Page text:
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British COVID-19 patient’s lungs improve, still relies on life support in Vietnam

British COVID-19 patient’s lungs improve, still relies on life support in Vietnam

Wednesday, May 20, 2020, 16:58 GMT+7
British COVID-19 patient’s lungs improve, still relies on life support in Vietnam
A doctor is pictured during a teleconference on treatment for a British COVID-19 patient organized on May 19, 2020. Photo: Thuy Anh / Tuoi Tre

A 43-year-old British pilot who has been critically sickened by novel coronavirus disease (COVID-19) has had the condition of his lungs slightly improve, while doctors are still exerting their best efforts to prepare for his lung transplant.

Doctors from major hospitals in Ho Chi Minh City, Hanoi, and the central city of Hue convened their third teleconference in ten days on Tuesday to discuss the most viable treatment for the Briton.

The latest CT scan showed that the patient had regained capacity in 20-30 percent of his lungs, while previous results indicated that only ten percent of the organs were functional.

The improvement is a positive sign, but the patient still fully depends on life support in the form of extracorporeal membrane oxygenation (ECMO), doctors stated, adding that a lung transplant is still very necessary.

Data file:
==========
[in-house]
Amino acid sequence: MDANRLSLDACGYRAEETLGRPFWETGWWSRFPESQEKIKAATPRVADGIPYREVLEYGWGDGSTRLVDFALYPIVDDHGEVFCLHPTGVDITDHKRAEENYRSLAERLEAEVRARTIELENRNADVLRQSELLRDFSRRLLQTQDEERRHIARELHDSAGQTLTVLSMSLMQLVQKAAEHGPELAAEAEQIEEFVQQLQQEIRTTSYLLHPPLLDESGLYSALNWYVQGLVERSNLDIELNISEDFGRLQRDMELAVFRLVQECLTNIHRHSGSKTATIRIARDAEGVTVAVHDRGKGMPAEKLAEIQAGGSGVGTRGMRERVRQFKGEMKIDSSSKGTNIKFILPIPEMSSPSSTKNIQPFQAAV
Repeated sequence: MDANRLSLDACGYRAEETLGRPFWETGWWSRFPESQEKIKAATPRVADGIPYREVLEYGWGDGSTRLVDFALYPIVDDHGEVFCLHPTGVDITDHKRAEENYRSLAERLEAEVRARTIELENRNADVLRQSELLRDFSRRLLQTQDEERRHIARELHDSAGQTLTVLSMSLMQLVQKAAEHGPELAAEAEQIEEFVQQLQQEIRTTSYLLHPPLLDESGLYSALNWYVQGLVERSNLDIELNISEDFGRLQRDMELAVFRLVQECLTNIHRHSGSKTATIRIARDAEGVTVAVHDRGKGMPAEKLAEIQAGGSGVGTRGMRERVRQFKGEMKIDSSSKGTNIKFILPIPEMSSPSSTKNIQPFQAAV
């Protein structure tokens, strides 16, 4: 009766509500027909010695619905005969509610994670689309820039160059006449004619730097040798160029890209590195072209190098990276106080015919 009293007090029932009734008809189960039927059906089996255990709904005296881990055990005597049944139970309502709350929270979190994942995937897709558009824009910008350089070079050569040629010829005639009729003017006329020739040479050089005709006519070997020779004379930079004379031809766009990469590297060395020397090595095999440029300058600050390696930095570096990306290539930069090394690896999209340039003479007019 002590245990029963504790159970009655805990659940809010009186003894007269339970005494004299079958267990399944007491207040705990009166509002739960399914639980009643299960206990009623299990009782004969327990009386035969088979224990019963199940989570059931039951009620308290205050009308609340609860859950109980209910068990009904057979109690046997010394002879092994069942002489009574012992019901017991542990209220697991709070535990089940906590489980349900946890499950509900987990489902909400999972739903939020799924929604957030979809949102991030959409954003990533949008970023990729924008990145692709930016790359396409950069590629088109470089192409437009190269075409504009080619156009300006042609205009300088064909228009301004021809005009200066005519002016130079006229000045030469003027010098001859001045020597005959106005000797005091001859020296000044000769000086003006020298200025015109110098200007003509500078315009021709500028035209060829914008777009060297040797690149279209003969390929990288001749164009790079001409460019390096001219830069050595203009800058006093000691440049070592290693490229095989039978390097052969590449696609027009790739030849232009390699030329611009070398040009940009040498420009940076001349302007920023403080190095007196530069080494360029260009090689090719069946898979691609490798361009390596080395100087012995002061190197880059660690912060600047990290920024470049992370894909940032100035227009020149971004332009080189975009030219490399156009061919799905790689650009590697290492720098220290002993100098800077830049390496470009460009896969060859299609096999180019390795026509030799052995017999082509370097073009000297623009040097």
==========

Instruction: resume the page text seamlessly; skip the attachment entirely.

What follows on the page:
“There is hope that his lungs will continue to recover, but chances are low as most of his lungs have solidified, which prevents blood from reaching the organs,” an expert told Tuoi Tre (Youth) newspaper.

All doctors agreed at the meeting on transferring the Briton from the Ho Chi Minh City Hospital for Tropical Diseases to Cho Ray, the largest general hospital in the southern metropolis, for further treatment and a potential lung transplant.

The exact time of the transfer will be decided on by the two infirmaries.

The Vietnam National Coordinating Center for Human Organ Transplantation confirmed that 59 people have volunteered to donate parts of their lungs for the surgical procedure.

However, the patient needs to have both of his lungs replaced entirely, thus finding a brain-dead registered donor is the top priority, according to the Ministry of Health.

In the meantime, doctors will continue treating the patient so that he will be ready for the transplant when a suitable donor is found.

The Briton, who works as a pilot for Vietnam Airlines, was diagnosed with COVID-19 in mid-March and has been receiving treatment at the Hospital for Tropical Diseases in Ho Chi Minh City since.

He is currently the most severe COVID-19 case in Vietnam.

The number of COVID-19 patients in Vietnam remained at 324 as of Wednesday morning, with 264 having recovered. No deaths from the disease have been reported.

No new infections in the community have been documented in the Southeast Asian country in the past 34 days.

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Tuoi Tre News


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